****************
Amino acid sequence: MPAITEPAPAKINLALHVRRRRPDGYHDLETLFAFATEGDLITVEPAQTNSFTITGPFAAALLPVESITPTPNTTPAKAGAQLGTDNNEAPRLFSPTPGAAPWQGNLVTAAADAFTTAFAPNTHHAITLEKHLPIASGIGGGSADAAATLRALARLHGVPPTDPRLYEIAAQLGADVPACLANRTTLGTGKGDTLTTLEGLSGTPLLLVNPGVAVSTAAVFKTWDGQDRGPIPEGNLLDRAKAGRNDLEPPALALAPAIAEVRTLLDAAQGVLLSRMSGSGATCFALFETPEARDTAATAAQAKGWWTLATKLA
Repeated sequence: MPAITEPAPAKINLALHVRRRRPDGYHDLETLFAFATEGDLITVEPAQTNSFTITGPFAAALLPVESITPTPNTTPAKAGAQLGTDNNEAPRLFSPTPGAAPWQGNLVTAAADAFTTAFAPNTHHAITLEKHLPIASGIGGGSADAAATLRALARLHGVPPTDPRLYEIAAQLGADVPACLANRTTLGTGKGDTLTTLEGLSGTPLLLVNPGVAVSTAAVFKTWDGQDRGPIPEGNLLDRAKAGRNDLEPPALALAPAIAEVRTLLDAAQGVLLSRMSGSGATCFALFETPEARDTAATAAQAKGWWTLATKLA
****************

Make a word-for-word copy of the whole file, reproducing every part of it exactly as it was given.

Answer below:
Amino acid sequence: MPAITEPAPAKINLALHVRRRRPDGYHDLETLFAFATEGDLITVEPAQTNSFTITGPFAAALLPVESITPTPNTTPAKAGAQLGTDNNEAPRLFSPTPGAAPWQGNLVTAAADAFTTAFAPNTHHAITLEKHLPIASGIGGGSADAAATLRALARLHGVPPTDPRLYEIAAQLGADVPACLANRTTLGTGKGDTLTTLEGLSGTPLLLVNPGVAVSTAAVFKTWDGQDRGPIPEGNLLDRAKAGRNDLEPPALALAPAIAEVRTLLDAAQGVLLSRMSGSGATCFALFETPEARDTAATAAQAKGWWTLATKLA
Repeated sequence: MPAITEPAPAKINLALHVRRRRPDGYHDLETLFAFATEGDLITVEPAQTNSFTITGPFAAALLPVESITPTPNTTPAKAGAQLGTDNNEAPRLFSPTPGAAPWQGNLVTAAADAFTTAFAPNTHHAITLEKHLPIASGIGGGSADAAATLRALARLHGVPPTDPRLYEIAAQLGADVPACLANRTTLGTGKGDTLTTLEGLSGTPLLLVNPGVAVSTAAVFKTWDGQDRGPIPEGNLLDRAKAGRNDLEPPALALAPAIAEVRTLLDAAQGVLLSRMSGSGATCFALFETPEARDTAATAAQAKGWWTLATKLA